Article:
One of the pioneers of the Newlyn School, Harris’ images of domestic harmony and well-being were among those at the forefront of the Cornish colony when it became an important centre for modern painting in Britain.
An attractive portrait by Harris went under the hammer at David Lay (18% buyer’s premium) in Penzance on October 25, a fortnight after the BHL sale. The 9½ x 7½in (24 x 19cm) oil on canvas of a young girl surrounded by flowers, Girl in a pinafore, tipped over top estimate to sell to a private buyer at £5200.
The Cornish sale also drew keen bidding for a pair of Parisienne views by prolific French post-impressionist Édouard Leon Cortes (1882-1969). Reportedly bought in a charity shop by the vendor, Cars, Porte-Saint-Denis and Trams, Rue de Madeleine sold above their guides to a London and New York gallery for £8200 and £8000 respectively.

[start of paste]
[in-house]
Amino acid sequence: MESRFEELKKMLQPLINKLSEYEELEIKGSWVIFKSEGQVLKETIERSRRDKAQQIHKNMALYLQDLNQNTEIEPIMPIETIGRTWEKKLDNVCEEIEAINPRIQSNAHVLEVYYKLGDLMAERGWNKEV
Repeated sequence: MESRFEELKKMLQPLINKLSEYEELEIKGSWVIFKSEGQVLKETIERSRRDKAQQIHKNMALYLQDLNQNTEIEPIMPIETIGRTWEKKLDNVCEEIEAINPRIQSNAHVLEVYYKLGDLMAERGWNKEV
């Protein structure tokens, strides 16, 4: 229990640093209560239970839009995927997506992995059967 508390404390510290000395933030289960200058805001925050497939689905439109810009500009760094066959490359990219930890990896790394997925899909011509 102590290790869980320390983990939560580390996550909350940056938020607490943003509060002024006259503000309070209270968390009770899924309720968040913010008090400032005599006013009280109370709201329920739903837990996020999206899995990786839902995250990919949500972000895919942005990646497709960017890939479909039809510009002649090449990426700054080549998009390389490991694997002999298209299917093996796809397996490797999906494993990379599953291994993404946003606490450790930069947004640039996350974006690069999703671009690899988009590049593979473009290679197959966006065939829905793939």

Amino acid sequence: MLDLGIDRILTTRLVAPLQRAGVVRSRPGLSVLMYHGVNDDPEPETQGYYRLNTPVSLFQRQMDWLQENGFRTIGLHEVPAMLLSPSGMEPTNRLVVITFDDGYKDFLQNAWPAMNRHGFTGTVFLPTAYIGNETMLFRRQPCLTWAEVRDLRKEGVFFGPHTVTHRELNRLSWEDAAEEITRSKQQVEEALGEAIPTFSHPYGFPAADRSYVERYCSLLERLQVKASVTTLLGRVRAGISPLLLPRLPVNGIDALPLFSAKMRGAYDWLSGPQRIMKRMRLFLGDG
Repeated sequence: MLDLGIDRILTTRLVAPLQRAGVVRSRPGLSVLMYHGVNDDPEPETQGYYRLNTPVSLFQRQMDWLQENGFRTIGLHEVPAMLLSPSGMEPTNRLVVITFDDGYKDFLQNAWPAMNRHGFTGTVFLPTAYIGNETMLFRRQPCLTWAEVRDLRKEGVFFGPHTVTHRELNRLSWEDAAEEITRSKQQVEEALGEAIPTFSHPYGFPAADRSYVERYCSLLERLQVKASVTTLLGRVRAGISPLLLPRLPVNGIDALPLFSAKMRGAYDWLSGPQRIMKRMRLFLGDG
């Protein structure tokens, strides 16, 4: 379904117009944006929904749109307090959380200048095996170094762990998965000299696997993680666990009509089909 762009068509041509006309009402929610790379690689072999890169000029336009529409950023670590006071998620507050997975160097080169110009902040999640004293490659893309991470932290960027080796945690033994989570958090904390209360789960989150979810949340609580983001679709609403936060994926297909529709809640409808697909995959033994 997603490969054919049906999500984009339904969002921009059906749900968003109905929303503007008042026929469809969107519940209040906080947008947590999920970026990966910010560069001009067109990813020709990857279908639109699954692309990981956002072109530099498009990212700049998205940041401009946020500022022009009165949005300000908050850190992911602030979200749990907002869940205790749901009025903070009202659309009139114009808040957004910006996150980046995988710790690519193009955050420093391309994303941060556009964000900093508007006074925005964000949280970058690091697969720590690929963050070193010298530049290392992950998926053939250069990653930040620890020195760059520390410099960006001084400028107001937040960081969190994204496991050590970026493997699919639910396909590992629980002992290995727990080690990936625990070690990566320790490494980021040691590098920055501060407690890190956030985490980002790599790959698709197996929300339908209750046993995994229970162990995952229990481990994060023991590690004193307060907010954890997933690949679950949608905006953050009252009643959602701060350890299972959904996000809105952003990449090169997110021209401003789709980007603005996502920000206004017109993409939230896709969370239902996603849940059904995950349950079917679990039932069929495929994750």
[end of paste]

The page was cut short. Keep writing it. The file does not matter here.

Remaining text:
Another noteworthy result was lot 376, a 20 x 13in (51 x 33cm) charcoal portrait by Arthur Comfort (1864-1935) of a young turbanned Arab man.
David Lay researcher Mimi Lay said: “Comfort was an engraver and illustrator of some note but his results at auction are very low, only three pictures sold on record, making just £50-130. Consequently, our estimate was also low.”
Skilfully drawn, it attracted plenty of pre-sale interest, selling on the day to “a top London dealer” for £3400, over 30 times the top guide.